The last two documents, though neither of them names any particular countries or brands to be excluded, have been broadly recognised as the Japanese government’s decision to ban companies like Huawei and ZTE from public sector procurements. By invoking these regulations, it may not be too much of a stretch to read it as a message to the operators to stop using equipment supplied by the Chinese vendors. This may not cause serious disruptions to the operators’ business though, as Softbank, the only operator that has Huawei equipment on its network, is already planning to swap for Ericsson and Nokia, Nikkei reported earlier.

Japanese 5G licensees

All data-roads lead to Tokyo after EU’s thumbs up

The European Commission has given its nod of approval for data protection rules drawn up in Japan, effectively extending GDPR protections for European citizens to the Asian country.

On top of the current data protection regulations in Japan, an additional set of rules have been created adding safeguards to guarantee that data transferred from the EU will be subject to the same protection as European standards. The supplementary rules will be binding on Japanese companies importing data from the EU and enforceable by the Japanese regulator and courts.

“This adequacy decision creates the world’s largest area of safe data flows,” said Věra Jourová, Commissioner for Justice, Consumers and Gender Equality.

“Europeans’ data will benefit from high privacy standards when their data is transferred to Japan. Our companies will also benefit from a privileged access to a 127 million consumers’ market. Investing in privacy pays off; this arrangement will serve as an example for future partnerships in this key area and help setting global standards.”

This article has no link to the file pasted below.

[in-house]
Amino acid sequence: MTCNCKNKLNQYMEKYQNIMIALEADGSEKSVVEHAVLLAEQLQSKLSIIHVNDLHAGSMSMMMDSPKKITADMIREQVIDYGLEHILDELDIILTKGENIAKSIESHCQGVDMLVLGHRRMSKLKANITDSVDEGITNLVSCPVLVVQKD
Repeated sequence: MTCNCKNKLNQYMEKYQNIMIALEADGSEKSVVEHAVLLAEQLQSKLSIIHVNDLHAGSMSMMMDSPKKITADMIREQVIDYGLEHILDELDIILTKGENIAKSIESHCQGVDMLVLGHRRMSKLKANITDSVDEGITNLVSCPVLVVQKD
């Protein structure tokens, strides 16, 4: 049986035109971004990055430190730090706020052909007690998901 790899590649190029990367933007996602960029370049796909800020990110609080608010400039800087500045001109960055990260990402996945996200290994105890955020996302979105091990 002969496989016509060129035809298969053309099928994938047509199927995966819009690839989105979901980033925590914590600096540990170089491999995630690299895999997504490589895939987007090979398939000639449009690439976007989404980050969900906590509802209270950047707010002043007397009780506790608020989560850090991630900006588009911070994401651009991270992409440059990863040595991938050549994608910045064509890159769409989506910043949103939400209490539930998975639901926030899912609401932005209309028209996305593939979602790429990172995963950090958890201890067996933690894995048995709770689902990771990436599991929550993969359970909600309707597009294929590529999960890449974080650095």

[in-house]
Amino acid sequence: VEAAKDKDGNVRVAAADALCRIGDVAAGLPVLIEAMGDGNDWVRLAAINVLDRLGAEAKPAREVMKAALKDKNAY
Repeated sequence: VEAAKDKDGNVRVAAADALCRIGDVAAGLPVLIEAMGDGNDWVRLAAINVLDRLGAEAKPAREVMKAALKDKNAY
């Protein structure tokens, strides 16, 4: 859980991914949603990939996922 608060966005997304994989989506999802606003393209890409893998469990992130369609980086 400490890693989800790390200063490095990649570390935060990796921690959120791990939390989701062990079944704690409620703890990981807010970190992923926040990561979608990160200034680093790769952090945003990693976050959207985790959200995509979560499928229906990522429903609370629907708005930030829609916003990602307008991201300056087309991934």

Starting with the rules, new conditions will be set into play regarding the protection of data, the rights of European citizens to request further information on usage, as well as further requirements dictating what data can be transferred out of Japan to other nations. Protections have also been put in place with regard to how intelligence and law enforcement agencies can use or retain data, while a complaint-handling mechanism has also been introduced.

With these new rules the road to Tokyo is now open, allowing data to freely transfer between Japan and all members of the European Economic Area (EEA), Iceland, Liechtenstein and Norway. It’s a win for the bureaucrats which have been looking to develop deeper relationships, creating a trading bloc which can provide more competition for the likes of the US and China.

“This is the first time that such a recognition takes place under the GDPR and in a reciprocal manner. As of today, Japan has adopted an equivalent decision for data transferred to the EEA,” said Tanguy Van Overstraeten, TMT Partner and Global Head of Data Protection at law firm Linklaters.

“This major milestone puts both Japan and the EU in a unique position, strengthening the recently adopted Economic Partnership Agreement (EPA) between the EU and Japan. The EPA will enter into effect on 1 February 2019, creating an open trading area covering over 600 million people and almost one third of the world’s GDP.”

For Japan enthusiasts, this announcement will come as great news, especially ahead of the EU-Japan trade agreement which is set to come into force next month. This tie up will create an open trading zone covering 635 million people and almost one third of the world’s total GDP, and the first ever bilateral framework agreement between the two parties.

As part of the new relationship the vast majority of the €1 billion of duties paid annually by EU companies exporting to Japan will be removed, as well as regulatory barriers inhibiting some trade, for example on car exports.

The European Commission might have its critics throughout the world, but this doesn’t look like anything aside from a good bit of business.